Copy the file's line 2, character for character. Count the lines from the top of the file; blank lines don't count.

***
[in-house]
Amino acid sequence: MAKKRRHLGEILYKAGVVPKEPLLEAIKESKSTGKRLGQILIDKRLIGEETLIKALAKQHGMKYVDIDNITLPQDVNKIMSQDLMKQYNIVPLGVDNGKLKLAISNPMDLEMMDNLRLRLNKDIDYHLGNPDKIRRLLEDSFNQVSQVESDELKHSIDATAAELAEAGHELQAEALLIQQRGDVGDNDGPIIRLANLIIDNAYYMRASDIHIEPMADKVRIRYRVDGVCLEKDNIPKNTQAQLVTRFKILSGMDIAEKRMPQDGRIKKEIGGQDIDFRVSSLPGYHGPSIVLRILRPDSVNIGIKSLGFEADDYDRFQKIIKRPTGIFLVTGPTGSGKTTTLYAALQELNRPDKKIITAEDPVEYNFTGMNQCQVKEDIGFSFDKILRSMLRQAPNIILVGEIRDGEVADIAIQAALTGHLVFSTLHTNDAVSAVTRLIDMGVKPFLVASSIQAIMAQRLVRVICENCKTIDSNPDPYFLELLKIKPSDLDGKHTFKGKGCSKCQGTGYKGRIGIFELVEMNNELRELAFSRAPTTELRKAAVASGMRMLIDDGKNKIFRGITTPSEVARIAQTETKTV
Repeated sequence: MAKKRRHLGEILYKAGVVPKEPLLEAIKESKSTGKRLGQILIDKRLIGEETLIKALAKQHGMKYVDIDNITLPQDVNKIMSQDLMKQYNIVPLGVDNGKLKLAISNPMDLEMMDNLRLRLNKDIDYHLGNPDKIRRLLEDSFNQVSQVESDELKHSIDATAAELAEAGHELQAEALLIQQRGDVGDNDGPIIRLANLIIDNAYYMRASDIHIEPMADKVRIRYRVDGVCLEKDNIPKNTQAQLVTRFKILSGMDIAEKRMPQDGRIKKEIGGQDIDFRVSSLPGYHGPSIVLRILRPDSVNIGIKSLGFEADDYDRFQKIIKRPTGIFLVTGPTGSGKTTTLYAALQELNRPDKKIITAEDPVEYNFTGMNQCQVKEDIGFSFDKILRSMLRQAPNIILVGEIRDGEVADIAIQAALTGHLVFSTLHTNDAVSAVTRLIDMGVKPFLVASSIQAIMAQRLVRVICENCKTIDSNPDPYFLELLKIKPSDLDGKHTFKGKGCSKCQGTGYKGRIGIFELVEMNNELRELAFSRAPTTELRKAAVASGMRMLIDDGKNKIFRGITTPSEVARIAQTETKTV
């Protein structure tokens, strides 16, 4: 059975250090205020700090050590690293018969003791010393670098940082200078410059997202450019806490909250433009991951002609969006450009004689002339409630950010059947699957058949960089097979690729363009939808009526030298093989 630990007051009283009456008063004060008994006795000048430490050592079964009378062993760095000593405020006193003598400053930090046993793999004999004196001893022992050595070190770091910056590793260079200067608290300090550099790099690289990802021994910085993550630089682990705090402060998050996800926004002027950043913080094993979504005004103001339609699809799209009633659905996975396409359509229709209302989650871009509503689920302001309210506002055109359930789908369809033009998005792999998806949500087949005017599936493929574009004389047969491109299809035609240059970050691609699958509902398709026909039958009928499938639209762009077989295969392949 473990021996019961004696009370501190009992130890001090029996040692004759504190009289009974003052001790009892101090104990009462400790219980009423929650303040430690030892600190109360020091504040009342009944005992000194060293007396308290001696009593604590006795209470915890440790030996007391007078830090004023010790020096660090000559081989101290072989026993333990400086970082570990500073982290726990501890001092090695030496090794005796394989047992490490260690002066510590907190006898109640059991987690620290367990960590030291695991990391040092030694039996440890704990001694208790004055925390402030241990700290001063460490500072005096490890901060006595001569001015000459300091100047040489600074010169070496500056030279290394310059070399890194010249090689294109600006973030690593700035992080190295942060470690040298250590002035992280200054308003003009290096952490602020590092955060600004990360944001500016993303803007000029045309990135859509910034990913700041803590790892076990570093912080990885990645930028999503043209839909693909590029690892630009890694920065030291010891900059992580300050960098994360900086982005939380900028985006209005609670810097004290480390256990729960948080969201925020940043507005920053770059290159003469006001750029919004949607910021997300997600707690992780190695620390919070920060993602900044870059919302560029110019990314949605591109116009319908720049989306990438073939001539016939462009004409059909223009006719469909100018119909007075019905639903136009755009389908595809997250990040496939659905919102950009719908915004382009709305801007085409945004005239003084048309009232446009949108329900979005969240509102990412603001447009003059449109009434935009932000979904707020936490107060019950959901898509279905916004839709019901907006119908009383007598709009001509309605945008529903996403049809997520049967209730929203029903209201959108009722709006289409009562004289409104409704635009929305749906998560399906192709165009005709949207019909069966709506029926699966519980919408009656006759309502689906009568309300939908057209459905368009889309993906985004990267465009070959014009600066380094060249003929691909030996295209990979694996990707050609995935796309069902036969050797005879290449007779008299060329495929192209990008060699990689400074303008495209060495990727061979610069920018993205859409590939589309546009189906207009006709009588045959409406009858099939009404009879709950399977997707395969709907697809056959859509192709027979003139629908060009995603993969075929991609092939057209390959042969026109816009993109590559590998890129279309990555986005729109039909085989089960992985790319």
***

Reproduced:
Amino acid sequence: MAKKRRHLGEILYKAGVVPKEPLLEAIKESKSTGKRLGQILIDKRLIGEETLIKALAKQHGMKYVDIDNITLPQDVNKIMSQDLMKQYNIVPLGVDNGKLKLAISNPMDLEMMDNLRLRLNKDIDYHLGNPDKIRRLLEDSFNQVSQVESDELKHSIDATAAELAEAGHELQAEALLIQQRGDVGDNDGPIIRLANLIIDNAYYMRASDIHIEPMADKVRIRYRVDGVCLEKDNIPKNTQAQLVTRFKILSGMDIAEKRMPQDGRIKKEIGGQDIDFRVSSLPGYHGPSIVLRILRPDSVNIGIKSLGFEADDYDRFQKIIKRPTGIFLVTGPTGSGKTTTLYAALQELNRPDKKIITAEDPVEYNFTGMNQCQVKEDIGFSFDKILRSMLRQAPNIILVGEIRDGEVADIAIQAALTGHLVFSTLHTNDAVSAVTRLIDMGVKPFLVASSIQAIMAQRLVRVICENCKTIDSNPDPYFLELLKIKPSDLDGKHTFKGKGCSKCQGTGYKGRIGIFELVEMNNELRELAFSRAPTTELRKAAVASGMRMLIDDGKNKIFRGITTPSEVARIAQTETKTV